A Life of Games


When she played “Old Maid,”
she realized that no one wanted to be one,
yet never questioned why
there was never an “Old Bachelor” game.

When she played “Perfection,”
she realized that speed and accuracy
was the winning combination to more than games.

When she played “Operation,”
she knew the world would be better off
if she wasn’t a surgeon.

When she played “Checkers,”
she realized that once she mastered something,
she lost interest in it.

When she played “Clue,”
she realized how much she loved
figuring things out.

When she played “Scrabble,”
she realized that dictionaries were friends
to the right people.

But when she played video games,
she realized how much she hated them.

Mondays Will Be Different: Sweet Little Nothings

So, I’ve phased out my #Micropoetry Mondays.  Life has been getting more intense, so I decided to scale back from writing five short poems a week to one short poem a week.

And voila!  My new Monday feature, “Dove Chocolate-inspired poetry,” was born.


I’d never heard of “found poetry” till I took a college level poetry class, the definition of which can be found here:  https://www.poets.org/poetsorg/text/found-poem-poetic-form.

I began finding (if not looking) for poetry in unlikely places, and, being the dark chocolate lover I am, noticed the cute little sayings inside the Dove candy wrapper foils, thinking, I could do something with these, so I began posting these short poems to Instagram (while I had a phone, anyway).

It was perfect. I already had the graphic–I just had to provide the text.  It is in this way that the poems practically write themselves.

Revive the art of conversation.jpg

She had them put their devices down
to get a CLUE over some CHESS pie.
MOM had the MONOPOLY on sociability that night,
taking a RISK by shaking things up.
When they all made plans for another night,
she saw it hadn’t been a TRIVIAL PURSUIT.

Fiction Friday: Novelines from the Book

We sat around playing “Clue,” not knowing that the person who would become the true murderer, was just outside the board.

“It would be nothing to believe in a God we could see, but to not see & believe—that’s what faith is,” Brad said.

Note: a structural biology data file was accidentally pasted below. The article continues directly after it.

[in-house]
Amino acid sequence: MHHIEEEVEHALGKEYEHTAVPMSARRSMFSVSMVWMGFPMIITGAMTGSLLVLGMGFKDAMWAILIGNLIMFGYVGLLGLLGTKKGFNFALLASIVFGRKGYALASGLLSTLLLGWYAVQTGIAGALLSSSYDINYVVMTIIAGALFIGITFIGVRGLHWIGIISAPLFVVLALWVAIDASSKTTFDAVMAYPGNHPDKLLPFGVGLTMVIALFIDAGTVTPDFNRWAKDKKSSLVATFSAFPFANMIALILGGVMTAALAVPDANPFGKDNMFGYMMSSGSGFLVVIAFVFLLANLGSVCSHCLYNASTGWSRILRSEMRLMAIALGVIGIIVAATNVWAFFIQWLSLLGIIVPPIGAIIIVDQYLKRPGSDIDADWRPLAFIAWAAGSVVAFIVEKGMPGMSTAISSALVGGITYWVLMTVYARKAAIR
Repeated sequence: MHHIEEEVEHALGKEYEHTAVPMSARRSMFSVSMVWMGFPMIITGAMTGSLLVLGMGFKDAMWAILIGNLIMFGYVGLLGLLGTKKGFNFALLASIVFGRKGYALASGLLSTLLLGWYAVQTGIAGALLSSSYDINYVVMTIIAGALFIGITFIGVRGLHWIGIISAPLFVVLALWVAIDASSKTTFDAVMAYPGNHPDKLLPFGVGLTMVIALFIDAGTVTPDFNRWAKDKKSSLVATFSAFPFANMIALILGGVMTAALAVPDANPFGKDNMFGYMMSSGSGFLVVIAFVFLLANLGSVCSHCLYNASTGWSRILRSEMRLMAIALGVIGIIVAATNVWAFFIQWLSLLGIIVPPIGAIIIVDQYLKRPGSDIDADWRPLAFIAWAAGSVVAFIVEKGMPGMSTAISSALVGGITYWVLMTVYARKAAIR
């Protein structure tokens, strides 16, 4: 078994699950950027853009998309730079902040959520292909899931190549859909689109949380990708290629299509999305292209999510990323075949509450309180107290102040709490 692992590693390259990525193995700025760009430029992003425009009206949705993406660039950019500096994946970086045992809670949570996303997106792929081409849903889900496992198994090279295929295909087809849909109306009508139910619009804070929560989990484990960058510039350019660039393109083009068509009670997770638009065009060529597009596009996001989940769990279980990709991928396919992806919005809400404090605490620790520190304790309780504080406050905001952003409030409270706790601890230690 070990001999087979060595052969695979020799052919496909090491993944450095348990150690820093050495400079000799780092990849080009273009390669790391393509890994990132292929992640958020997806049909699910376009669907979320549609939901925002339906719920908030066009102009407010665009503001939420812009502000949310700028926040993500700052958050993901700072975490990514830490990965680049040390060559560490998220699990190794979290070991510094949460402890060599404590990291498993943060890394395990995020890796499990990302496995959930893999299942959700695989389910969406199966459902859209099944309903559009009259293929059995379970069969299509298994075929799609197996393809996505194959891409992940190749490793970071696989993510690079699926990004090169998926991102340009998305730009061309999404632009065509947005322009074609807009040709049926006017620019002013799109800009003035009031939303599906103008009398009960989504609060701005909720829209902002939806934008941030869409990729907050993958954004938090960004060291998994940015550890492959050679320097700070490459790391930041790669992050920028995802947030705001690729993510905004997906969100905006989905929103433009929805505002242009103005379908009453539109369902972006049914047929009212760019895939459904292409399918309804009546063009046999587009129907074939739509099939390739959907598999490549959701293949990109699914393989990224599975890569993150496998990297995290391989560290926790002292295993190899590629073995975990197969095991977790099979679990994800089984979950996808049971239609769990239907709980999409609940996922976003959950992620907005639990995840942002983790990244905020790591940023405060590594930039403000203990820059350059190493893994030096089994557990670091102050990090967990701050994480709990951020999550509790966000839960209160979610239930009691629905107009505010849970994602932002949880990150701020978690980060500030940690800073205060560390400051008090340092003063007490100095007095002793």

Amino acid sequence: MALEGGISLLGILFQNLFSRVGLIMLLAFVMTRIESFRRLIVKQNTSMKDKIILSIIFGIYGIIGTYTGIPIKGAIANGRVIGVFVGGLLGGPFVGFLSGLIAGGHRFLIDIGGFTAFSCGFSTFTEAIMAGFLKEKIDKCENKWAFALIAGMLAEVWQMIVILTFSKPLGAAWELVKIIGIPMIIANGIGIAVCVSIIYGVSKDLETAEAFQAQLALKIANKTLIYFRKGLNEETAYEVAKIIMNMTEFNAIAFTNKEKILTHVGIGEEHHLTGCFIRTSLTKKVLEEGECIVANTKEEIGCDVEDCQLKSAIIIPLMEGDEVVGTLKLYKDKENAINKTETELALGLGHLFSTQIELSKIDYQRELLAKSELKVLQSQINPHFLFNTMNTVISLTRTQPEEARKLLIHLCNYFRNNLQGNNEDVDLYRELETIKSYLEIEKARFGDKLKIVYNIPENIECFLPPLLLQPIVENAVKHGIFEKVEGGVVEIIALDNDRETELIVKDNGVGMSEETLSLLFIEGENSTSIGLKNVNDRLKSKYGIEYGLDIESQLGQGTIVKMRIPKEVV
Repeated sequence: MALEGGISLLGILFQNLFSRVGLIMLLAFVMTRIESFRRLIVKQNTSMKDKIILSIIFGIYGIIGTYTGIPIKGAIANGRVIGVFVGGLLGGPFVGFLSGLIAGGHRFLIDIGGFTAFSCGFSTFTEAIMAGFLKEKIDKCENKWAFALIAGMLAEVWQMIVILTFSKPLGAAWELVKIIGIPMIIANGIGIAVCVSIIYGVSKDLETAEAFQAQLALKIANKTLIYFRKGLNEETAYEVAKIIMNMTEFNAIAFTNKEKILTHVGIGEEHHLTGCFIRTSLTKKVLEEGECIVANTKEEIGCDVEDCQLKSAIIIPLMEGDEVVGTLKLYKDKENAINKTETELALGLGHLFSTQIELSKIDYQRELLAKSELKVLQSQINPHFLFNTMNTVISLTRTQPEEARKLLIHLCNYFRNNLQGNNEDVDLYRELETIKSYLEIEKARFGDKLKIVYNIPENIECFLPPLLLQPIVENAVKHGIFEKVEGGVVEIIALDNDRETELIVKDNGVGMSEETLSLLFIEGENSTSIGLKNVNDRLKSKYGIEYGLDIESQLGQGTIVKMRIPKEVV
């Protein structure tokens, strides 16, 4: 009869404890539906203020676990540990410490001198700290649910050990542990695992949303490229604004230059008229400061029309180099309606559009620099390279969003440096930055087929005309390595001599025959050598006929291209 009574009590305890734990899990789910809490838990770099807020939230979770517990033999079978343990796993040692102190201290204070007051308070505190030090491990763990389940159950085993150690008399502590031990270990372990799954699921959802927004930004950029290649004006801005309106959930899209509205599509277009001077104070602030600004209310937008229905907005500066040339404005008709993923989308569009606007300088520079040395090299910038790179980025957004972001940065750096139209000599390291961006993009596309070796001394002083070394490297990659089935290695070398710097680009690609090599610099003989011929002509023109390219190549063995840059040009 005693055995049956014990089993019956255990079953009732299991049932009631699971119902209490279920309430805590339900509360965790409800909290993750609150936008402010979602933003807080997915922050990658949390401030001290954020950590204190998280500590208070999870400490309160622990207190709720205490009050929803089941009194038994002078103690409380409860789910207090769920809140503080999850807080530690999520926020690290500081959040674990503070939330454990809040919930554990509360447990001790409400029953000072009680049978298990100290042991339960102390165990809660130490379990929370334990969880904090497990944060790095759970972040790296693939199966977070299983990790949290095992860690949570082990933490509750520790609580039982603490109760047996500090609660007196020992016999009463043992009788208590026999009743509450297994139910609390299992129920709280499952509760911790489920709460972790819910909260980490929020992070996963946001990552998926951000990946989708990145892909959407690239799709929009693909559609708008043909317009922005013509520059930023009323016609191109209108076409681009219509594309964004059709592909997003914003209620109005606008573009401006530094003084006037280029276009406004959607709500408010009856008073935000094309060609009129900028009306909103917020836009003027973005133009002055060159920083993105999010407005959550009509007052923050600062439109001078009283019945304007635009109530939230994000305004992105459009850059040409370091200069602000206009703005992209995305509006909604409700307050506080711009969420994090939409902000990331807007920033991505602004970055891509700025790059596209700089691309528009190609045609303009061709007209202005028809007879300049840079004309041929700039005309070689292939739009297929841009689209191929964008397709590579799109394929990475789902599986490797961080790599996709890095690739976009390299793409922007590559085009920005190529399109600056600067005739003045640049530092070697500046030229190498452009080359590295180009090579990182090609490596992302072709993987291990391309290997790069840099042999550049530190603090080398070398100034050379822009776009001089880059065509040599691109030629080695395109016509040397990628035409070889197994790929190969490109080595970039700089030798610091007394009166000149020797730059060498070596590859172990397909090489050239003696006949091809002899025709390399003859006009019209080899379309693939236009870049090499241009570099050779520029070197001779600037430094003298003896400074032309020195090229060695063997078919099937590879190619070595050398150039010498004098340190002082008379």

Sisters Corbin & Kyle were like nuns, daring not show an ankle or hint of cleavage, which Sister Grahame had done, & Sister Hatcher had none.

The advent of the new sisters, who were more like Catholic postulates, brought with them a peace that hadn’t existed between the other 2.

Tony was like St. Paul, believing it was better to marry than to burn with passion—which would be fine if his passions were limited to one girl.

The Mormons left much to the imagination, but mine for Elder Roberts roamed wild.

The spirituality of the Mormon Church made me feel a stranger, but their sociability gave me a sense of belonging I had never known.

Then my gaze rested on Sister Wiley, who was oblivious to the 2 new souls joined in happy reunion & sweetest communion with God the Father.

When Sister Wiley’s eyes met mine, I was chilled, & I knew, underneath the golden girl, there was a tarnished silver lining.

Micropoetry Monday: Weapons & Things that are Hard

The rock was used to kill,
the paper, to destroy a reputation,
the scissors, to maim—
all were equal as weapons.
All can kill the spirit,
but the rock alone,
the unrepentant soul.

She was a ruin—
jagged-toothed &
draped in moss,
till the rock collectors came,
& she was made better
than the sum of her parts.

Water was her weapon—
boiling water pouring on the body,
icicle piercing the heart,
saltwater filling the lungs—
no fingerprints left,
DNA washed away.

His affection for Lila #9’s
soft curves was hard.
She fulfilled his every need,
yet did not get pregnant.
He loved her like a real woman,
until she conspired with the one
to whom she sold his sperm.

*In John Updike’s story, “A&P” (http://www.tiger-town.com/whatnot/updike/), he does something unusual:  He implements a long adjective using hyphens, describing a grocery aisle.  My ENC1102 professor had us come up with our own; the weapons in the “Clue” board game came to mind.


Poem-a-Day Writer’s Digest Challenge #30. Theme: Bury the (blank)

Hooray!  Today was the last day of the poetry challenge, and I managed to (during finals month, at that) complete a poem every day on the day the assignment was given.  My last poem for this challenge was basically “Clue” meets “The Seven Deadly Sins”.  It’s a bit silly, but I had fun with it.


Bury the Bodies

In the Lounge, Miss Scarlett clutches her Revolver,
the odor of gunshot residue following her to the Study,
only to find Professor Plum, her lusty lover,
sporting a necktie a lovely shade of hemp Rope,
his wrathful face wretched and ruddy.

Miss Peacock, her green-eyed mother,
who tried to kill her while she was eight months along,
is lying in the Library, next to a Wrench,
pieces of her brain matter decaying,
creating a monstrous stench.

Reverend Green, her uncle,
is crumpled in the corner of the Conservatory,
next to him, a Lead Pipe dripping with blood,
his pockmarked bald pate his distinguishing trait,
now surely dancing with the greedy in purgatory.

Mrs. White, her housemaid,
and her maid of dishonor,
who was lazy and fat with gluttonous sin,
is slumped over the console in the Hall,
Candlestick bent, with her head caved in.

Colonel Mustard, her second cousin,
whose pride was in big game hunting,
has a Knife broken in his chest cavity,
and is bleeding out in the Ballroom—
the epitome of depravity.

When she gazes into the mirror,
she sees all her different personalities–
the family members she murdered years ago at a party
fueled by their unfettered criminality.

She, having finally slaughtered them
with the weapon of her choice—
having heeded the voice,
runs to the Billiard Room to take her cue,
only to see that under the influence of a hot toddy,
she, with a bullet to his spine,
murdered poor Mr. Boddy.